from http://cityroom.blogs.nytimes.com/2010/02/23/no-brownies-at-bake-sales-but-doritos-may-be-o-k/ an article at NYT:
What. THE FUCK: “Nine months after effectively banning most fund-raising food sales in city schools, a city panel will vote Wednesday on an amended regulation that will allow student groups to sell items like Pop-Tarts and Doritos during the school day, but not brownies, zucchini bread or anything else homemade.” and the reason: NOT because of fears with needles in food when i was a kid (remember having to x ray your trick or treat goodies?) but because homemade goodies are too fattening. According to the school board “Under the new rules, students may sell fresh fruits and vegetables, or one of 27 specific packaged items that have been approved for sales in city vending machines, between the start of school and 6 p.m. on weekdays. The same goes for parent groups, except for an exception carved out for one no-brownies-barred Parent Teacher Association bake sale during the school day per month.” I’m down with fruits and veggies, sell those all you want…but do you really think kids will chose an apple over Doritos? and i know there were guidelines for choosing the “approved foods”: For example, all products must be in marked, single-serving packages with a maximum calorie count of 200. Artificial sweeteners, like Splenda, are banned. Less than 35 percent of the item’s total calories may come from either total sugars or fat. Grain-based products must contain at least 2 grams of fiber.
“No homemade or unpackaged items are on the list of “approved” foods because “it’s impossible to know what the content is, or what the portion size is,” said Kathleen Grimm, the deputy chancellor for infrastructure and portfolio planning, who oversees the regulation.”
yea it’s really impossible to know what the content of a given baked good is…unless the person baking it followed a goddamn recipe stupid. see, 3 cups of flour has x number of calories. mix that with egg (y number of calories) and sugar (z number) then add the numbers together and divide but the number of cookies you made…ta da you know how many calories are in a homemade cookie. Oh, but its not from a big food company……its not “prepackaged”. Somehow 20 chemicals are good for you, but banana bread with 4 ingredients is banned because it doenst fit regulations.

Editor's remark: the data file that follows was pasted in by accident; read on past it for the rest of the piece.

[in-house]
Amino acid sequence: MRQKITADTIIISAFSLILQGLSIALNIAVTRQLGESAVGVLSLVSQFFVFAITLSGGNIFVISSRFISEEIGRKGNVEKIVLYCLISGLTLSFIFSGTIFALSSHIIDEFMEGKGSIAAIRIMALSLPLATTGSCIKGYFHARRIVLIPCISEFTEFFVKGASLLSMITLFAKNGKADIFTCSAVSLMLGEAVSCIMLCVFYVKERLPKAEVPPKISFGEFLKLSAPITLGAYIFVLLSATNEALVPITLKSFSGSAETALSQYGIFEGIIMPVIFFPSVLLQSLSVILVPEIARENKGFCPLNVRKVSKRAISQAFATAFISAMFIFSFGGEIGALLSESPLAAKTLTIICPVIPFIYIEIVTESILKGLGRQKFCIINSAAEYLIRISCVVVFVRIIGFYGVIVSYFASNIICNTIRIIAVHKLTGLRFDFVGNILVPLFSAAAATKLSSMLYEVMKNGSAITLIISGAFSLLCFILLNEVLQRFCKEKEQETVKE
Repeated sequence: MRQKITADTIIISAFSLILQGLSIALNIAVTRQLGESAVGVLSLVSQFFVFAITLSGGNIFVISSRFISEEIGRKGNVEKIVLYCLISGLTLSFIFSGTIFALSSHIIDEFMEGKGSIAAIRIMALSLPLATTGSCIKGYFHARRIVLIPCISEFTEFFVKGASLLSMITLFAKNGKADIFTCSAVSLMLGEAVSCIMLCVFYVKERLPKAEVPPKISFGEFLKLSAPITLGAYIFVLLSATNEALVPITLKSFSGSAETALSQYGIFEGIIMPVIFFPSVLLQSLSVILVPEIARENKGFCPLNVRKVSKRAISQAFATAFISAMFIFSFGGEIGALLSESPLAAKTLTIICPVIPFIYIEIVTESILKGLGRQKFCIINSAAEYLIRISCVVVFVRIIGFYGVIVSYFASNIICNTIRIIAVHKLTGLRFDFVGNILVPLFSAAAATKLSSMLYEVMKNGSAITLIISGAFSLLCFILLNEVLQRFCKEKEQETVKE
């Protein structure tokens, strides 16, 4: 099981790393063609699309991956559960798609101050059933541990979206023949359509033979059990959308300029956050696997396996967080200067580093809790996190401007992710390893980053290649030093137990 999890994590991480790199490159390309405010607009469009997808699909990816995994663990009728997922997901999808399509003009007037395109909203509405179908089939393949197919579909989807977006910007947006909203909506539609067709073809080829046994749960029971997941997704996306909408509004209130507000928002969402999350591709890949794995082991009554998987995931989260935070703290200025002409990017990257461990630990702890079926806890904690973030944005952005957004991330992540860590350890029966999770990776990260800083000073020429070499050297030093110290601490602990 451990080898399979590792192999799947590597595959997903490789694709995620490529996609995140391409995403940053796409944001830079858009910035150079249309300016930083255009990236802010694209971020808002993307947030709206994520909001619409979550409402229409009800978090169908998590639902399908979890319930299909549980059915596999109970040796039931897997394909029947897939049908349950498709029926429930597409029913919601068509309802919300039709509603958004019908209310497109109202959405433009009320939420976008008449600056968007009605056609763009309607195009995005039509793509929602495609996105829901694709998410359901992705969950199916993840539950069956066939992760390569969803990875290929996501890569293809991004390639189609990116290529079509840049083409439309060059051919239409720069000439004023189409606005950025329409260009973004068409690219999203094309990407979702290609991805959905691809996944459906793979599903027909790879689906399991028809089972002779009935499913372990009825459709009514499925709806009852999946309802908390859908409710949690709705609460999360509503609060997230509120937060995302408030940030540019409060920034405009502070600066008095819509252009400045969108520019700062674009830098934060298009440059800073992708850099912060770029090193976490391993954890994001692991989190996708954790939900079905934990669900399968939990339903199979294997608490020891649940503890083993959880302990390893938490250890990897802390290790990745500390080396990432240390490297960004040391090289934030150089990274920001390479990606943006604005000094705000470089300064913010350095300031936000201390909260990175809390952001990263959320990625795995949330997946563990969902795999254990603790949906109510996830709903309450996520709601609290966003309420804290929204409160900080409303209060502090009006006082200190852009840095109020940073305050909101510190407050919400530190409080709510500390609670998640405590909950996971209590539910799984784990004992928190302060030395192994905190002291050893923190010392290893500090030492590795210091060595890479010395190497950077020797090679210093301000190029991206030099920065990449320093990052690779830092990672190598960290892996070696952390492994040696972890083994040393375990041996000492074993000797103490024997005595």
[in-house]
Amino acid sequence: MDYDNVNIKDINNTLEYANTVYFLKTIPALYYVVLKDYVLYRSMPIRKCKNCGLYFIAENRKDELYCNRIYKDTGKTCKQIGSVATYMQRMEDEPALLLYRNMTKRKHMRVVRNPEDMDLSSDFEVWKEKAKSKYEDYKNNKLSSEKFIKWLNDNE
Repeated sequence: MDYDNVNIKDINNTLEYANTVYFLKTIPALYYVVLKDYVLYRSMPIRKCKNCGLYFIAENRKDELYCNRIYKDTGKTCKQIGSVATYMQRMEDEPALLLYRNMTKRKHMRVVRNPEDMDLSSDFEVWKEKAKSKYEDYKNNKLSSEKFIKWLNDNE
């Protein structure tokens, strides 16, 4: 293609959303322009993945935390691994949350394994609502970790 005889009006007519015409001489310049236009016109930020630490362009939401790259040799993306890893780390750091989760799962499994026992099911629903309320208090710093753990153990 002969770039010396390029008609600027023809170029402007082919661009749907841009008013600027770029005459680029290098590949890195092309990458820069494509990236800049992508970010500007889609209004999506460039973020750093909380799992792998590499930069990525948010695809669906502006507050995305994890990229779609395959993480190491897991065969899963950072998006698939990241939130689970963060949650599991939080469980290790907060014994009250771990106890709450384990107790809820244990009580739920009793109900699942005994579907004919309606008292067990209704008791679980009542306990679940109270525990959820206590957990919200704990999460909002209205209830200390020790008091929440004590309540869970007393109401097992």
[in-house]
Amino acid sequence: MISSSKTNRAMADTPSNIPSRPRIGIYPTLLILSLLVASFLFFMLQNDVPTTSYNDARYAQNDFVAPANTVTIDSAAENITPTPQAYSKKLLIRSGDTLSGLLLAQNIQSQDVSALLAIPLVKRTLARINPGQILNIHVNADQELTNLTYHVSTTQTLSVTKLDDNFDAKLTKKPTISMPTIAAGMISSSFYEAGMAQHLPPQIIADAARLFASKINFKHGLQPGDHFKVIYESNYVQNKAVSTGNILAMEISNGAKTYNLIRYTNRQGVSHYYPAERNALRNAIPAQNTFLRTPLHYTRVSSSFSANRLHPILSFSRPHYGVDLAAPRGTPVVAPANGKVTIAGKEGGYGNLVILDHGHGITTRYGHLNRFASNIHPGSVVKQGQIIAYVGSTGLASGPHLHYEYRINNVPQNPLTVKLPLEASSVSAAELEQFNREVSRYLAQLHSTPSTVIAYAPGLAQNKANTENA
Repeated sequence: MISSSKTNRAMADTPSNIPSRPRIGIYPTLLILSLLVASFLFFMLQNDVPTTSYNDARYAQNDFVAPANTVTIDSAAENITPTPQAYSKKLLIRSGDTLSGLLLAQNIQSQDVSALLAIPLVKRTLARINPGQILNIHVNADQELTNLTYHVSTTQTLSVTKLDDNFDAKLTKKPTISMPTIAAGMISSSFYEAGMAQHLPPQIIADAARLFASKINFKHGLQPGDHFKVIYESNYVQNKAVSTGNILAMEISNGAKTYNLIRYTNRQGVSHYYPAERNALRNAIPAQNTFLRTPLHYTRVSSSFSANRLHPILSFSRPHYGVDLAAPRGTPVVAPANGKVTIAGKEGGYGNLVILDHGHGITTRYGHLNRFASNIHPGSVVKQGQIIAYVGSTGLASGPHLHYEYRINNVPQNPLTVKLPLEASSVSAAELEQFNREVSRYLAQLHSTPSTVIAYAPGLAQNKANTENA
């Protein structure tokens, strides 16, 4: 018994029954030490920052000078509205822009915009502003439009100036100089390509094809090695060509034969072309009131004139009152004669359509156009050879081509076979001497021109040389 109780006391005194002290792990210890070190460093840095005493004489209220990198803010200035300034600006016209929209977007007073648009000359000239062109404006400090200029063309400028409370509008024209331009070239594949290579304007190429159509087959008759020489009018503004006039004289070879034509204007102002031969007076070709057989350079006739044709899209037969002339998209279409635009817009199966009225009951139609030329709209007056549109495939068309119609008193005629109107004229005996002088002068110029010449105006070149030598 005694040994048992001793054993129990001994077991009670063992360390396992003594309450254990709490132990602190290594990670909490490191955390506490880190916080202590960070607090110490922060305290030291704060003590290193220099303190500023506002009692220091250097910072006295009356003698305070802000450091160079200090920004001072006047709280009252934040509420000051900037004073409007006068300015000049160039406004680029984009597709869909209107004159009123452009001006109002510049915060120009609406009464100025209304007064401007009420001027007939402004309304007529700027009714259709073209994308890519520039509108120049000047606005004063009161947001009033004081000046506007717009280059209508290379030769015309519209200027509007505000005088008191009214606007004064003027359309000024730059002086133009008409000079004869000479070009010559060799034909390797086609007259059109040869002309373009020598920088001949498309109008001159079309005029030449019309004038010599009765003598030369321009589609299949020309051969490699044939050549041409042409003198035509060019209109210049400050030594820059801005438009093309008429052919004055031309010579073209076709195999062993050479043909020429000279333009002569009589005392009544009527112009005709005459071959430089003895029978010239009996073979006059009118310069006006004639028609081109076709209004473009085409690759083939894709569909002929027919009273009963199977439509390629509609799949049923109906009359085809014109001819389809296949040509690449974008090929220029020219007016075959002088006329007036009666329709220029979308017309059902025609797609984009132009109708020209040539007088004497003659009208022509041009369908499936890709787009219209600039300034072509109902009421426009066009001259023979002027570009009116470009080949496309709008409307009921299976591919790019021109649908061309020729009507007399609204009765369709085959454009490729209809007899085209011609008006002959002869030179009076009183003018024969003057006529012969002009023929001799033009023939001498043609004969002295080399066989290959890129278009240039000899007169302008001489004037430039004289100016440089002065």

And the kicker…..for student fundraising group, bake sales were a great money maker….you can take 5 dollars worth of ingredients and turn them into cookies, brownies or bread and each serving costs under 25 cents. Now, the clubs have to go buy the “approved foods” from sam’s club or costo and mark up….who wants to bet they are making WAY less money, and not selling as much to boot?
To purchase food for approved sales, students may go to Costco or other stores to buy items for resale, said Eric Goldstein, the schools’ chief executive for food and busing.
The city’s new vending operator, The Answer Group, will also negotiate with vendors to produce fund-raising kits for students, probably by next September, said the group’s president, Tom Murn.
That also didn’t seem to excite students. “With the packaged goods, half the profits are going to the companies,” said Anya Lehr, a senior at LaGuardia High School for the Arts
Shame on you NYC school districts…once again you tried to do something “for our health and the health of our kids” and instead ended up just supporting big agra business and food manufacturers, all the while taking money out of students hands. Is it really gonna make teenagers fat if they buy hommade baked goods? or wont the pop tarts, cookies chips and doritios that are approved do that for you?